What is inheritance tax in the UK?

Inheritance tax (IHT) is the tax paid on the estate of a deceased person. It’s chargeable on the value of the estate above the tax-free threshold of £325,000. At present inheritance tax is 40%.

While it certainly affects beneficiaries’ inheritance, it is not paid by the beneficiaries of the deceased’s will. Instead, it is deducted from the value of the estate by an executor before transferring the final amount to beneficiaries. It won’t surprise you to find out that it is the UK’s most unpopular tax, incurred simply by dying, rather than by some kind of gain or income as most other taxes are. It is sometimes sarcastically referred to as a death tax.

Graph showing IHT receipts from tax year 2001 to 2002 to tax year 2020 to 2021

inheritance tax

Getting your estate planning in shape

Increasingly, with the freeze on the tax-free threshold and rising house prices, more middle-income families are getting caught by IHT. Don’t let this happen to you.

Inheritance tax planning requires careful consideration and timing. With the right actions and measures put in place – such as gifting assets seven years prior to death for them to be exempt from the tax, or making investments into schemes that offer IHT exemption – you can ensure you keep your exposure to a minimum, or reduce it to zero.

Download our free guide to inheritance tax to learn more about it and ways to mitigate or reduce it.

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iht and eis guide

Putting EIS to work for your estate planning.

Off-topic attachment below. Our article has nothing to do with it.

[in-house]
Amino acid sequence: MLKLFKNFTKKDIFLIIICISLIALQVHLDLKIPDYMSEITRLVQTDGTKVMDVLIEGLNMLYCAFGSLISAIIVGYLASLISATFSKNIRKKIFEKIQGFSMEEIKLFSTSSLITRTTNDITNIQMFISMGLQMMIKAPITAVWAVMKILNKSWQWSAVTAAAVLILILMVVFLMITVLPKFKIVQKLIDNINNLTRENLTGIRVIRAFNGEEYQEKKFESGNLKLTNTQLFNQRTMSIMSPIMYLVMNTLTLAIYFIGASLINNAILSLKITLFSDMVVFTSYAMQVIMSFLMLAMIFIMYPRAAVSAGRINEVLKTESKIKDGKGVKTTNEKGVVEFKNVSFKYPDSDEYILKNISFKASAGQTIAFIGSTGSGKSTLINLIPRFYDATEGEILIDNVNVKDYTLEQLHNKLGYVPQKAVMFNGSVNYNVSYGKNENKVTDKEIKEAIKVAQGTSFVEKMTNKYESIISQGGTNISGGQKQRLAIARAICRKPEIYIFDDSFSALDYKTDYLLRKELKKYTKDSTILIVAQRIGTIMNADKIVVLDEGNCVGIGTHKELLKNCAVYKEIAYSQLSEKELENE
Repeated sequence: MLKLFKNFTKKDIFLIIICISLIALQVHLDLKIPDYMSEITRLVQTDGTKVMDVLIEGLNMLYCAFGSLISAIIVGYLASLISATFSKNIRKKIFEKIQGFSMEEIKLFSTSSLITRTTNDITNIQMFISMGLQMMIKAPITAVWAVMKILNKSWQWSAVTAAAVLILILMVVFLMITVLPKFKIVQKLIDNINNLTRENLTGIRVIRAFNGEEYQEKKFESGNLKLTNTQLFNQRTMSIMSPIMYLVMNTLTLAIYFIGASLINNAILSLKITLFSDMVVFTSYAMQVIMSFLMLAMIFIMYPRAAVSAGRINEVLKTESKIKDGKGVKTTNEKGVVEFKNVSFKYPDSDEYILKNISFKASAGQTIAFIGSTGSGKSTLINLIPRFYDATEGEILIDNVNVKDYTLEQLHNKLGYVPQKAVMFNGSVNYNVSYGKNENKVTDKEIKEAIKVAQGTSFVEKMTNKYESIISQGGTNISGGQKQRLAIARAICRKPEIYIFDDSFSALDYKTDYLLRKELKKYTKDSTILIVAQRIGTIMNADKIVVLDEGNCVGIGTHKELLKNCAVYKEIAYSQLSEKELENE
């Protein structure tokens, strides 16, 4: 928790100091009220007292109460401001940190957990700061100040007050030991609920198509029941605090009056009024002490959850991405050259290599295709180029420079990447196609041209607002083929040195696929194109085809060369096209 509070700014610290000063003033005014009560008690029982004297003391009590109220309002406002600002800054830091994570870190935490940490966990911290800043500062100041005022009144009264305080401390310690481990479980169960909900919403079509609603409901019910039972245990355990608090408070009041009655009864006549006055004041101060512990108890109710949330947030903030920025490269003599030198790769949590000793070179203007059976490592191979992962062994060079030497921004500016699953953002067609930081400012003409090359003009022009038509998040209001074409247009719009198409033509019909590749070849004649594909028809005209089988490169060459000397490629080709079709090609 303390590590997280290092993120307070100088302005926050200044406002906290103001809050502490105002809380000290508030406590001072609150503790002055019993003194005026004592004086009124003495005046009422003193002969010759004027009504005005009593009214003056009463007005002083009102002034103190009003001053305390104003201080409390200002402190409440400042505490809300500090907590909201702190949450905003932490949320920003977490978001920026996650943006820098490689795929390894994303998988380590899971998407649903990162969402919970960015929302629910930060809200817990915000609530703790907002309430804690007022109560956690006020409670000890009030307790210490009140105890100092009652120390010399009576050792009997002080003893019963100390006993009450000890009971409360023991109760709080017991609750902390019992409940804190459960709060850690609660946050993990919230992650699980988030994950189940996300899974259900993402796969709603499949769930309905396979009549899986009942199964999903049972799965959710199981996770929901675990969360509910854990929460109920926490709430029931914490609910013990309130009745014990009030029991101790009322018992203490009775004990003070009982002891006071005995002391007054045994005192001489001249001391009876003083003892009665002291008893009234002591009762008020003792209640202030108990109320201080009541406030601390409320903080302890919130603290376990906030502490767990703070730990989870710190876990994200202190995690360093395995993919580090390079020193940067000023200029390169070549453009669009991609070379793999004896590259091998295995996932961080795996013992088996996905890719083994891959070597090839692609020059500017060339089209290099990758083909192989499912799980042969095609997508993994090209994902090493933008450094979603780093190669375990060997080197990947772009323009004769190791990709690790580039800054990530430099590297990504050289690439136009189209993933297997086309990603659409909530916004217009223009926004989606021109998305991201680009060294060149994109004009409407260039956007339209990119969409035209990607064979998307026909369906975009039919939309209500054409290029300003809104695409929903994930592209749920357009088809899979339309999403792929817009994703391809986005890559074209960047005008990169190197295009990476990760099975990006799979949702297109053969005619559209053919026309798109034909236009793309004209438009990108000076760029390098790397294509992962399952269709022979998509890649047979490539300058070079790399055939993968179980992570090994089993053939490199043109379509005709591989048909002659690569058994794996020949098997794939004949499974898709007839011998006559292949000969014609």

Do you know the value of your estate? The number of UK households likely to face an inheritance tax bill is increasing every year. Find out more about reducing your inheritance tax bill with business relief and EIS. You'll also discover the other tax reliefs and potential for returns available to EIS investors in our latest publication.

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How does inheritance tax work?

When a person dies the value of their estate is calculated. Add up the value of their home, assets, possessions, less debts and liabilities. The estate pays tax on the amount above the threshold. Distribute the rest to the beneficiaries.

Ways to mitigate inheritance tax

There are a number of IHT reliefs and exemptions available. To start, there is no IHT if you leave everything above the threshold to your spouse, a charity, or an amateur sports club.

If you give away your home to your children, your tax-free threshold can increase to £500,000

If you leave 10% or more of your estate to charity, you can pay a reduced rate of 36% on some assets.

Investments exempt from IHT

Certain types of assets gain IHT exemption through Business Relief (BR) - formerly called Business Property Relief (BPR). BR applies to shares in unlisted companies and some listed on the Alternative Investment Market (AIM). Early-stage companies that offer EIS or SEIS tax relief also offer IHT relief. In all cases, shares are exempt from IHT provided they have been held for at least two years at the time of death.

EIS and inheritance tax relief